It came with the User’s guide and the Programmer’s reference guide.
The Programmer’s reference guide included the full schematics for the computer.
One last picture of this 33 year old computer. I collect many systems, but the Commodore 64 has a special place in my heart :-)
Looks like just the keyboard. I offered a full computer as a give away a couple of months ago, nobody was interested so i unfortunately had to dump the Commodore 1
So sorry to hear that… maybe (next time :-) you can post a classified online and give it for free to someone who can take it from your home, without the hassle of packing and shipping it.
Tim, the Commodore 64 has the entire computer in the keyboard. It didn’t have a hard drive inside and had 64K of RAM.
He is referring to the Commodore PC-1
I love your page and your work. Your photographs look like they’re CAD models. Stunning work of art. :)
Thanks! It takes some time to get the final result, I’m happy that you liked it.
Stunning machine. I thought I would add that the PLA in your machine is in fact the original 82S100 based PLA. The 8411 is not a datecode but actually a checksum. Rev 3 (which was a bugfix) is the most common, but some VERY early models have a Rev 2. I have 2 NTSC silver labels and many other machines with 326298 motherboards and they all originally come with that paper labelled PLA chip. :)
Thanks Aphexian for letting me know, I have updated the article.
You are quite welcome. The last tip I can give you, is that a dead give-away for a real Silver Label motherboard is the green power switch and cartridge connector. Later machines with 1982 boards have red and black power switches. Also the RF modulator will have a white channel select switch on the back. Thanks for the beautiful photographs of your machine. :)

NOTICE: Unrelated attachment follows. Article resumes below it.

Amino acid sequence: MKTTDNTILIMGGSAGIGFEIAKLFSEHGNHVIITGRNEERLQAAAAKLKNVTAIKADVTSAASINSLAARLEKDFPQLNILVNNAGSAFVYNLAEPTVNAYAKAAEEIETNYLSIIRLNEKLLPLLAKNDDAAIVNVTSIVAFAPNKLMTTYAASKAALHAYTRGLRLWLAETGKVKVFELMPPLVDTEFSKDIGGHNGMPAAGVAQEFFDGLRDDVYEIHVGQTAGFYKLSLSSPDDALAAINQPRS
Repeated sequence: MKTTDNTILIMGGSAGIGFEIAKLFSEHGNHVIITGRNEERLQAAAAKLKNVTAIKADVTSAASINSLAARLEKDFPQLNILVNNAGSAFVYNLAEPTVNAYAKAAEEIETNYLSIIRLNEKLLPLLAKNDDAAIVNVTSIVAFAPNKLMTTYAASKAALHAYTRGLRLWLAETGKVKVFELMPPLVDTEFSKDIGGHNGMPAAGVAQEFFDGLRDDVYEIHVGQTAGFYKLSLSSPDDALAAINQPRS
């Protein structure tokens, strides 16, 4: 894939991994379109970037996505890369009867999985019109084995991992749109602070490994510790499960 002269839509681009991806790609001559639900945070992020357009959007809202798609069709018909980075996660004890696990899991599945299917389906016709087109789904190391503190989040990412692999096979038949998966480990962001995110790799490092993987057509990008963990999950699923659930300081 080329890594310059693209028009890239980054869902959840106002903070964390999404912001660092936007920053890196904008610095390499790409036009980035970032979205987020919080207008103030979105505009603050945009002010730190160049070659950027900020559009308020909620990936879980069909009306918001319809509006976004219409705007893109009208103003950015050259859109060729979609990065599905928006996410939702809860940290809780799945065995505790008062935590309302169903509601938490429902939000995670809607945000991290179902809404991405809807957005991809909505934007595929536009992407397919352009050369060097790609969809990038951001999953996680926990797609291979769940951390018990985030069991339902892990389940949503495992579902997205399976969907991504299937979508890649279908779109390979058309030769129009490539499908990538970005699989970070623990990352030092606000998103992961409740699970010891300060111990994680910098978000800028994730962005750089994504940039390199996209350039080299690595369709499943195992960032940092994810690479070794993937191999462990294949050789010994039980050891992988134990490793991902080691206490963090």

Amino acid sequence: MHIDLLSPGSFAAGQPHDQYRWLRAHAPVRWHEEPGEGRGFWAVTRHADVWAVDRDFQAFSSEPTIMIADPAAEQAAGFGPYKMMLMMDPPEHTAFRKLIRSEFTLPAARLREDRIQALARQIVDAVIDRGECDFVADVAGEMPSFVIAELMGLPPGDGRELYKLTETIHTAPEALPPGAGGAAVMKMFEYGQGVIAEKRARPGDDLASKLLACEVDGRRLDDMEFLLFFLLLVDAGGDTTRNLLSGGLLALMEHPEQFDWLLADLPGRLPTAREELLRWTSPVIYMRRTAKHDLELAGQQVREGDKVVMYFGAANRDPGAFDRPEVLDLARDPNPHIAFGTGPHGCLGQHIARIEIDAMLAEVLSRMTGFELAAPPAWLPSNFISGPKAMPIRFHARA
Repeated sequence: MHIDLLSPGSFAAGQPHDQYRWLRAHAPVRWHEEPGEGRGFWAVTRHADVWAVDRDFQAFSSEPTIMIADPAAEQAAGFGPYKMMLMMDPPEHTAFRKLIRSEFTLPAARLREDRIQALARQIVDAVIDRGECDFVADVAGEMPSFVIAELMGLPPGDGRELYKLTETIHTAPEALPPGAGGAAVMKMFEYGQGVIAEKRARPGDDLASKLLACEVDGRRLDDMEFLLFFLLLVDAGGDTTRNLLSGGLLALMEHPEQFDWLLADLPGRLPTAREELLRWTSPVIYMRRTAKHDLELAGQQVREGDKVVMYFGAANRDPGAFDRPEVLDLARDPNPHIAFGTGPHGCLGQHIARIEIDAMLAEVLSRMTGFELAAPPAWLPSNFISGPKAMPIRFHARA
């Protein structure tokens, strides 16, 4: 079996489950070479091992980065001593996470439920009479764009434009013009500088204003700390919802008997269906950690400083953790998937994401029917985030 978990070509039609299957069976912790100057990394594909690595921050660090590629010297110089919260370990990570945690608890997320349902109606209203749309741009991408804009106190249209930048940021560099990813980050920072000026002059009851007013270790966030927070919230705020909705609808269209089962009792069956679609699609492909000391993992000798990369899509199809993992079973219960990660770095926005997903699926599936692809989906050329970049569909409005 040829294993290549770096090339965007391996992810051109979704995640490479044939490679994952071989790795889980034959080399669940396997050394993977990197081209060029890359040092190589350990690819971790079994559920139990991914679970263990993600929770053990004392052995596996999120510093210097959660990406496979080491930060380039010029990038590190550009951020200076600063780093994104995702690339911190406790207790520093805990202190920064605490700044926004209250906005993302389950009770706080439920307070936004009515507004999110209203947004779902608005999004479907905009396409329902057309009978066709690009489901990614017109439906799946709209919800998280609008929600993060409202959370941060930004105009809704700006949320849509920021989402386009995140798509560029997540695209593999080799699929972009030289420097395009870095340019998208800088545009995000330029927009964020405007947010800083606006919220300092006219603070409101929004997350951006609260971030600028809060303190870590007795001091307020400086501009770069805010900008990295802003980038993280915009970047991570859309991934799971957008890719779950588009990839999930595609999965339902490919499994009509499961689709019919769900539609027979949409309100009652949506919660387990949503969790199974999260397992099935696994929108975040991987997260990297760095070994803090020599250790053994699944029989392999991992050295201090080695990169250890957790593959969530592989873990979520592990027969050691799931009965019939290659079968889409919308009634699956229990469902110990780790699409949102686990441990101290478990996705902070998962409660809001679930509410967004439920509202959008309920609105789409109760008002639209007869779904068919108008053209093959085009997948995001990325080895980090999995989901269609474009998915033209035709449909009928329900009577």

Oddly, my machine has the rainbow label and a serial number over 500,000 but is ASSY 326298 and REV A.
If you bought your C64 second hand, maybe the previous owner swapped boards for some reason, maybe to make a working and good looking C64 from two bad shaped ones.
Or maybe it was swapped during a repair.
It seems unlikely that it got out like that from the production line. But you never know with Commodore… maybe they had some old defective boards in the factory that were repaired at one point, and put in new C64s :-)
True, you never know. I’ve had the machine since 1989, so whatever it was had nothing to do with a collector or “vintage gamer” type. I lean towards the random left-over parts at Commodore theory given the two different models of connector on the board, unusual caps compared with any photo I’ve seen and the fact all this appears to be factory and not a re-work.
Just for the record, The original C-64’s Including the Early Silver Label Machines DID NOT come with The C-64 Programmer’s Reference Guide. It had to be purchased separately later or at the time of the Original sale. It was a separate item and was not include with the computer inside the box. Only the C-64 User’s guide (Manual) was included inside the box with sometimes some flyer offers from Commodore and the original warranty card for the computer in the U.S. made machines. Mine was Purchased in Christmas of 1982 and I still have the original bill of sale. Tony K. :)